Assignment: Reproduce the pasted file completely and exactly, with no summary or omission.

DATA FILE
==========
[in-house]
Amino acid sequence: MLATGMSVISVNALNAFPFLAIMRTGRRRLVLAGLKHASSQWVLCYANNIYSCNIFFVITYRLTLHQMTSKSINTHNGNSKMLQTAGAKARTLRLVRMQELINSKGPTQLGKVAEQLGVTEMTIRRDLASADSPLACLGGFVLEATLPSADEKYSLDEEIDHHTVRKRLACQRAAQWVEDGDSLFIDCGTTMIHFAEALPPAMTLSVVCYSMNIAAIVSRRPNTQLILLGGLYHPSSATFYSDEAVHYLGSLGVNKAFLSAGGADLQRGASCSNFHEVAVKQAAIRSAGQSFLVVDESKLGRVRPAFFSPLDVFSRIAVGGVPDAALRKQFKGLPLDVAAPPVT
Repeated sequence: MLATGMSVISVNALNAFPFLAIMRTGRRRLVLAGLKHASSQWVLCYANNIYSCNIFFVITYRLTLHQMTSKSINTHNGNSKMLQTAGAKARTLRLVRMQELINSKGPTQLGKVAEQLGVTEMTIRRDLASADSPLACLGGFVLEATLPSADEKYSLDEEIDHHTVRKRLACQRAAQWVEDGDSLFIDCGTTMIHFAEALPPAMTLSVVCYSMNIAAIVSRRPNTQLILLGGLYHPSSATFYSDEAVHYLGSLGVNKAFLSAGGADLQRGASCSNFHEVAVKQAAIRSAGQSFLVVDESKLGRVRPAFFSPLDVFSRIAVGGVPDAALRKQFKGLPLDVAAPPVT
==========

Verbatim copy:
[in-house]
Amino acid sequence: MLATGMSVISVNALNAFPFLAIMRTGRRRLVLAGLKHASSQWVLCYANNIYSCNIFFVITYRLTLHQMTSKSINTHNGNSKMLQTAGAKARTLRLVRMQELINSKGPTQLGKVAEQLGVTEMTIRRDLASADSPLACLGGFVLEATLPSADEKYSLDEEIDHHTVRKRLACQRAAQWVEDGDSLFIDCGTTMIHFAEALPPAMTLSVVCYSMNIAAIVSRRPNTQLILLGGLYHPSSATFYSDEAVHYLGSLGVNKAFLSAGGADLQRGASCSNFHEVAVKQAAIRSAGQSFLVVDESKLGRVRPAFFSPLDVFSRIAVGGVPDAALRKQFKGLPLDVAAPPVT
Repeated sequence: MLATGMSVISVNALNAFPFLAIMRTGRRRLVLAGLKHASSQWVLCYANNIYSCNIFFVITYRLTLHQMTSKSINTHNGNSKMLQTAGAKARTLRLVRMQELINSKGPTQLGKVAEQLGVTEMTIRRDLASADSPLACLGGFVLEATLPSADEKYSLDEEIDHHTVRKRLACQRAAQWVEDGDSLFIDCGTTMIHFAEALPPAMTLSVVCYSMNIAAIVSRRPNTQLILLGGLYHPSSATFYSDEAVHYLGSLGVNKAFLSAGGADLQRGASCSNFHEVAVKQAAIRSAGQSFLVVDESKLGRVRPAFFSPLDVFSRIAVGGVPDAALRKQFKGLPLDVAAPPVT